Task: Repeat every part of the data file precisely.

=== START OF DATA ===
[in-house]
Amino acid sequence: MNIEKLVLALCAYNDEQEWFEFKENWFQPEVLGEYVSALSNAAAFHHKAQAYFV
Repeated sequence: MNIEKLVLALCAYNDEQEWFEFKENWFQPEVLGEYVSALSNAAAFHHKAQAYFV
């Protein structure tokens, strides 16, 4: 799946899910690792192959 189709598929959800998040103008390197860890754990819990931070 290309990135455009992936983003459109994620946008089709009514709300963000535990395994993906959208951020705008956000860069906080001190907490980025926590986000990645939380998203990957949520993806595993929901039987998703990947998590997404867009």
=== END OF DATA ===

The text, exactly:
[in-house]
Amino acid sequence: MNIEKLVLALCAYNDEQEWFEFKENWFQPEVLGEYVSALSNAAAFHHKAQAYFV
Repeated sequence: MNIEKLVLALCAYNDEQEWFEFKENWFQPEVLGEYVSALSNAAAFHHKAQAYFV
């Protein structure tokens, strides 16, 4: 799946899910690792192959 189709598929959800998040103008390197860890754990819990931070 290309990135455009992936983003459109994620946008089709009514709300963000535990395994993906959208951020705008956000860069906080001190907490980025926590986000990645939380998203990957949520993806595993929901039987998703990947998590997404867009």